• where relevant, how or why and in what amount the Claimant says that the course of conduct has caused financial loss.

3.6 Defendant’s Response to Letter of Claim

The Defendant should provide a full response to the Letter of Claim, as soon as reasonably possible. If the Defendant believes that he/she will be unable to respond within 14 days (or such shorter time limit as specified in the Letter of Claim), then he/she should specify the date by which he/she intends to respond.

3.7 The Response should include the following—

whether or to what extent the Claimant’s claim is accepted, whether more information is required or whether it is rejected;
if the claim is accepted in whole or in part, the Defendant should indicate which remedies it is willing to offer;
if more information is required, then the Defendant should specify precisely what information is needed to enable the claim to be dealt with and why;
if the claim is rejected, then the Defendant should explain the reasons why it is rejected, including a sufficient indication of any statutory exemptions or facts on which the Defendant is likely to rely in support of any substantive defence;
in a defamation or malicious falsehood claim, the defamatory or false imputation(s) the Defendant contends was conveyed by the statement complained of, if any; and  
where the Claimant to a proposed action has indicated his/her intention to make an application to bring the claim anonymously, the Defendant should indicate whether the Defendant accepts such an order would be appropriate and give an indication of the basis for the Defendant’s position.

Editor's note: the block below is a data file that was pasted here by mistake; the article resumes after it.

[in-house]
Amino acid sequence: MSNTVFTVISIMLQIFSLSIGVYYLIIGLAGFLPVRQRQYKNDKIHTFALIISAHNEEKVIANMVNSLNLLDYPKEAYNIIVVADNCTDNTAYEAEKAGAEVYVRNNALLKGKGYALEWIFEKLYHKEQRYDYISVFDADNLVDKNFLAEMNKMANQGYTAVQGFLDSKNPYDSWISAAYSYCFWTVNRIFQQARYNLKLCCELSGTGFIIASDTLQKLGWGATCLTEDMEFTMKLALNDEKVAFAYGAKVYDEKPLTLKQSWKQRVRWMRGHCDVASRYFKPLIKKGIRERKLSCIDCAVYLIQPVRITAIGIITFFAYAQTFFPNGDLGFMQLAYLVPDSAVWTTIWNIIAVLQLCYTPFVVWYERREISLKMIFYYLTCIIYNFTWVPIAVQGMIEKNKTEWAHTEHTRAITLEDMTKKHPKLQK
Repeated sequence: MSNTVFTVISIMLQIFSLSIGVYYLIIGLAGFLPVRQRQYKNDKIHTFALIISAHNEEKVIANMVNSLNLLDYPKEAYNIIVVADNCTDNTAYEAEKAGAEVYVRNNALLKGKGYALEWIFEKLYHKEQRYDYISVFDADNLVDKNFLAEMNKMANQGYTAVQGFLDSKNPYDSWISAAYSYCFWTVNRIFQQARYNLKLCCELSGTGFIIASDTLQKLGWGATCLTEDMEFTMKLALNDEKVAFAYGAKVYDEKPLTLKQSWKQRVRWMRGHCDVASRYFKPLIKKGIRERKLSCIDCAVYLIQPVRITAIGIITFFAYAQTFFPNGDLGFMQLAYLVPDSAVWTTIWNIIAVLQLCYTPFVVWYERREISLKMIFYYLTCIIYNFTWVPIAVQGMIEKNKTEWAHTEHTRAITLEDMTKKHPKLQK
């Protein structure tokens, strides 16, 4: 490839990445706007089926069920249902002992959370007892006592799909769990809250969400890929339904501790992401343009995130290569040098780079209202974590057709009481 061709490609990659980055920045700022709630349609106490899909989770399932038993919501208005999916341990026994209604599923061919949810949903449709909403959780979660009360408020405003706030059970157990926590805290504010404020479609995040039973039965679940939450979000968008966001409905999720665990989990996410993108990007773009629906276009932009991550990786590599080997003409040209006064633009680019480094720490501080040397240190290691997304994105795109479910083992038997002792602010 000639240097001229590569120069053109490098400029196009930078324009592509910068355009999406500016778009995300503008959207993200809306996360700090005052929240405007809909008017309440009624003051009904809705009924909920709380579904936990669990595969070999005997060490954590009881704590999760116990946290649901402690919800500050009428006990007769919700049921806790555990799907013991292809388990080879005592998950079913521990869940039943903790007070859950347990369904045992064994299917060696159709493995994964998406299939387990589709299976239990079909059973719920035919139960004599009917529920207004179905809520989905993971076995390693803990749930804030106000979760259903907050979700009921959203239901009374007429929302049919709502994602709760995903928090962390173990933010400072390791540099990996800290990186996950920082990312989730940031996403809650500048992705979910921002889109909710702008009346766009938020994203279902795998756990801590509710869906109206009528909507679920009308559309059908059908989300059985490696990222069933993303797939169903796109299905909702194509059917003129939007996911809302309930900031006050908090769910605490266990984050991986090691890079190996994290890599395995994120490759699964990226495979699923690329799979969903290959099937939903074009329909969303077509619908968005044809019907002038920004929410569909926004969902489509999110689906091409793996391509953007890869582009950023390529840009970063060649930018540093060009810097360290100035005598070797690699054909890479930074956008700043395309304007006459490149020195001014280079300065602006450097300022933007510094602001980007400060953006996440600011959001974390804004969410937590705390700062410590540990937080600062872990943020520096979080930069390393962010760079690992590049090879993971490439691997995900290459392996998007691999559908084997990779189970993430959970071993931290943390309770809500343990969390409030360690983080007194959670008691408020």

3.8 Settlement and Alternative Dispute Resolution

Court proceedings should be a last resort. The parties should consider whether some form of alternative dispute resolution (ADR) procedure might enable them to settle their dispute without commencing court proceedings, and if so, endeavour to agree which form to adopt.

Although ADR is not compulsory, the court will expect the parties to have considered ADR.   A party’s refusal to engage with ADR (including its failure to respond to an invitation to participate in ADR) might be considered unreasonable by the court and could lead to the court ordering that party to pay additional costs.

3.9 Some of the options for resolving disputes without commencing proceedings are—

(a) without prejudice discussions and negotiations between the parties;

(b) mediation – a form of facilitated negotiation assisted by an independent neutral third party;;